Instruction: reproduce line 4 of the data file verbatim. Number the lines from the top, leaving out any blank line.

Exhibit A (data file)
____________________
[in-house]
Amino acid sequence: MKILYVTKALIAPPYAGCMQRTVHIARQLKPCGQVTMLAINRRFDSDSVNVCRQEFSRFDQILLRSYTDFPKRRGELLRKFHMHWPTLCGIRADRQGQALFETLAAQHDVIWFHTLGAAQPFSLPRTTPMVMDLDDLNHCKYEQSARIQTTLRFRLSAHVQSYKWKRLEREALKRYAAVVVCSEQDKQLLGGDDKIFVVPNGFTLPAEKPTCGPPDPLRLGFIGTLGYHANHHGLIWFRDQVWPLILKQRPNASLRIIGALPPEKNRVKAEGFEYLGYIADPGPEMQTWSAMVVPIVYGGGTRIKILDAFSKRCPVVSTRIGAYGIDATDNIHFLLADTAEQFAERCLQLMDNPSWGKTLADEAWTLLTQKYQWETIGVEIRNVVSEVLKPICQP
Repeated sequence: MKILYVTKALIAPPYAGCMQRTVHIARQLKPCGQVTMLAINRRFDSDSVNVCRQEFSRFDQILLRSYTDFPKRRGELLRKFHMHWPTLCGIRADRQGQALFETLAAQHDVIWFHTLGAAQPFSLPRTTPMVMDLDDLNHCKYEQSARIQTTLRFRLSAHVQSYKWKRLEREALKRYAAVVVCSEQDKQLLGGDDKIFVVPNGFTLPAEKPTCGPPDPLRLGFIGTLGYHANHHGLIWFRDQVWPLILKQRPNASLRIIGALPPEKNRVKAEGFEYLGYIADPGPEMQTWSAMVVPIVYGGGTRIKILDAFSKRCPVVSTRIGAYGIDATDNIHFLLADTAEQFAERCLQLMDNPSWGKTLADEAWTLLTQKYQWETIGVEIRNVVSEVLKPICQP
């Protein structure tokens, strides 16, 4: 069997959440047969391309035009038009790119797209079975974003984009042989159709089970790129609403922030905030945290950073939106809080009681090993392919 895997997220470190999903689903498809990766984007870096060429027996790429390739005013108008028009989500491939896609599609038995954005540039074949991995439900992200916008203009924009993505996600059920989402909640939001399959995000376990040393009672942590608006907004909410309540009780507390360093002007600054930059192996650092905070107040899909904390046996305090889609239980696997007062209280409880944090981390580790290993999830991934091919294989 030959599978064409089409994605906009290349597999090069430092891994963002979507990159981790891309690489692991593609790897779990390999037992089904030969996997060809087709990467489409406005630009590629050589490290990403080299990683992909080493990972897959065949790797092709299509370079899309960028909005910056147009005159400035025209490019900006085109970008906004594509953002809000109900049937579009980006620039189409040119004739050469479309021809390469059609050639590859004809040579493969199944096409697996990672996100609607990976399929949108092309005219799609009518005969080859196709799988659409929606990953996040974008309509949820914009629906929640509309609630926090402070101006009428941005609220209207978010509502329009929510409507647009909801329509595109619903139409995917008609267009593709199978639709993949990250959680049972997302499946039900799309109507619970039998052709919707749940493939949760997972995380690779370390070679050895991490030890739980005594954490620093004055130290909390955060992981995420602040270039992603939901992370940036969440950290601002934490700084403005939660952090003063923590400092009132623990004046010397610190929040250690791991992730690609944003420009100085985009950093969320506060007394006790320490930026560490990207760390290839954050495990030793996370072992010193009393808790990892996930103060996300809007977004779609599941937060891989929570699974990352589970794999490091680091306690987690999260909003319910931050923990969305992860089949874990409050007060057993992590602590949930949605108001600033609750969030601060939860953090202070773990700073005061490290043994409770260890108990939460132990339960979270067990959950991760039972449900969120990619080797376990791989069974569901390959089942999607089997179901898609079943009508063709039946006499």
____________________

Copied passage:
């Protein structure tokens, strides 16, 4: 069997959440047969391309035009038009790119797209079975974003984009042989159709089970790129609403922030905030945290950073939106809080009681090993392919 895997997220470190999903689903498809990766984007870096060429027996790429390739005013108008028009989500491939896609599609038995954005540039074949991995439900992200916008203009924009993505996600059920989402909640939001399959995000376990040393009672942590608006907004909410309540009780507390360093002007600054930059192996650092905070107040899909904390046996305090889609239980696997007062209280409880944090981390580790290993999830991934091919294989 030959599978064409089409994605906009290349597999090069430092891994963002979507990159981790891309690489692991593609790897779990390999037992089904030969996997060809087709990467489409406005630009590629050589490290990403080299990683992909080493990972897959065949790797092709299509370079899309960028909005910056147009005159400035025209490019900006085109970008906004594509953002809000109900049937579009980006620039189409040119004739050469479309021809390469059609050639590859004809040579493969199944096409697996990672996100609607990976399929949108092309005219799609009518005969080859196709799988659409929606990953996040974008309509949820914009629906929640509309609630926090402070101006009428941005609220209207978010509502329009929510409507647009909801329509595109619903139409995917008609267009593709199978639709993949990250959680049972997302499946039900799309109507619970039998052709919707749940493939949760997972995380690779370390070679050895991490030890739980005594954490620093004055130290909390955060992981995420602040270039992603939901992370940036969440950290601002934490700084403005939660952090003063923590400092009132623990004046010397610190929040250690791991992730690609944003420009100085985009950093969320506060007394006790320490930026560490990207760390290839954050495990030793996370072992010193009393808790990892996930103060996300809007977004779609599941937060891989929570699974990352589970794999490091680091306690987690999260909003319910931050923990969305992860089949874990409050007060057993992590602590949930949605108001600033609750969030601060939860953090202070773990700073005061490290043994409770260890108990939460132990339960979270067990959950991760039972449900969120990619080797376990791989069974569901390959089942999607089997179901898609079943009508063709039946006499």